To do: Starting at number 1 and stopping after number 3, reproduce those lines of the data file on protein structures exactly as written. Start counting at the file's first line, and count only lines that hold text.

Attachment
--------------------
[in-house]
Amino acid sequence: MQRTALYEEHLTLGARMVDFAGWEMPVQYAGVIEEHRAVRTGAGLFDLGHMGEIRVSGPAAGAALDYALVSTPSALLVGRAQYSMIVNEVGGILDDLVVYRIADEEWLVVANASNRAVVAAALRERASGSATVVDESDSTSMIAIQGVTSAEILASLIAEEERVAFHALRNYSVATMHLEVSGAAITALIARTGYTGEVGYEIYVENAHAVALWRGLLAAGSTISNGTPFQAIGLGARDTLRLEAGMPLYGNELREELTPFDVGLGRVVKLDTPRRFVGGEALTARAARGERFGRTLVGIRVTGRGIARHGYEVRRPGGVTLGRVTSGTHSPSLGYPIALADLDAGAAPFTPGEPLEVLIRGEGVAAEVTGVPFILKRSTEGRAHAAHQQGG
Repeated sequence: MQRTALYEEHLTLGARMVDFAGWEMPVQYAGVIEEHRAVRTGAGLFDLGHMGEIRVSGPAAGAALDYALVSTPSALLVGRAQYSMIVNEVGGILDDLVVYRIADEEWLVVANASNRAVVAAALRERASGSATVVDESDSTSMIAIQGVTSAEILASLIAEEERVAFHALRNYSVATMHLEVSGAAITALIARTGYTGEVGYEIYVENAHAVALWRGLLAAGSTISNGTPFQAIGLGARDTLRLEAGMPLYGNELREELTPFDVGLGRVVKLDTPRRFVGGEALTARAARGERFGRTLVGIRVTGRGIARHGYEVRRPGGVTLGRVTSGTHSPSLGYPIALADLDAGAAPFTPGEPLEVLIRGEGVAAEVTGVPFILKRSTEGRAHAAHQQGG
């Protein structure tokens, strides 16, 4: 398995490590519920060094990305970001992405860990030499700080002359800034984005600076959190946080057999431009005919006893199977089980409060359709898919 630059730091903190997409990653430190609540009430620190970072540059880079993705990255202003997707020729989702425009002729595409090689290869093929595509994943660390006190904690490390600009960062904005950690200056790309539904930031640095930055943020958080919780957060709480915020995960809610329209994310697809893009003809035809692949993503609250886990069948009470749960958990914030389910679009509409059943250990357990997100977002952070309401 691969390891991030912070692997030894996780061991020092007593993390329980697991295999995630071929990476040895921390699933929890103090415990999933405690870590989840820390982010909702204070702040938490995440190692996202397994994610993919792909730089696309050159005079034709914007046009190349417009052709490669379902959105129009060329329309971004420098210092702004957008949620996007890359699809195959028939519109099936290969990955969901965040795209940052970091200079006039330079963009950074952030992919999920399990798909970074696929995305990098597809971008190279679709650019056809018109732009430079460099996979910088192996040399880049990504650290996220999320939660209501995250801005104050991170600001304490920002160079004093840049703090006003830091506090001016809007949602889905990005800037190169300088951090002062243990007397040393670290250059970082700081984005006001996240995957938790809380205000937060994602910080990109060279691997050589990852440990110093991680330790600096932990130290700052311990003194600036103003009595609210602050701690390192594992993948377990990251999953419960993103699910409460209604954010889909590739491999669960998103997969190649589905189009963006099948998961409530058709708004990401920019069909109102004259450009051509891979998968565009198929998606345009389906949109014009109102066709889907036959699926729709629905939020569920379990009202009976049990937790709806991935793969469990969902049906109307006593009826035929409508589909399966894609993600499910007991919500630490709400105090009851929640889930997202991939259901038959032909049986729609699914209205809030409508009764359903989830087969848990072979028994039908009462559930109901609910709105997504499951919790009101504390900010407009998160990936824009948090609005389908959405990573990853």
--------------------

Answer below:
[in-house]
Amino acid sequence: MQRTALYEEHLTLGARMVDFAGWEMPVQYAGVIEEHRAVRTGAGLFDLGHMGEIRVSGPAAGAALDYALVSTPSALLVGRAQYSMIVNEVGGILDDLVVYRIADEEWLVVANASNRAVVAAALRERASGSATVVDESDSTSMIAIQGVTSAEILASLIAEEERVAFHALRNYSVATMHLEVSGAAITALIARTGYTGEVGYEIYVENAHAVALWRGLLAAGSTISNGTPFQAIGLGARDTLRLEAGMPLYGNELREELTPFDVGLGRVVKLDTPRRFVGGEALTARAARGERFGRTLVGIRVTGRGIARHGYEVRRPGGVTLGRVTSGTHSPSLGYPIALADLDAGAAPFTPGEPLEVLIRGEGVAAEVTGVPFILKRSTEGRAHAAHQQGG
Repeated sequence: MQRTALYEEHLTLGARMVDFAGWEMPVQYAGVIEEHRAVRTGAGLFDLGHMGEIRVSGPAAGAALDYALVSTPSALLVGRAQYSMIVNEVGGILDDLVVYRIADEEWLVVANASNRAVVAAALRERASGSATVVDESDSTSMIAIQGVTSAEILASLIAEEERVAFHALRNYSVATMHLEVSGAAITALIARTGYTGEVGYEIYVENAHAVALWRGLLAAGSTISNGTPFQAIGLGARDTLRLEAGMPLYGNELREELTPFDVGLGRVVKLDTPRRFVGGEALTARAARGERFGRTLVGIRVTGRGIARHGYEVRRPGGVTLGRVTSGTHSPSLGYPIALADLDAGAAPFTPGEPLEVLIRGEGVAAEVTGVPFILKRSTEGRAHAAHQQGG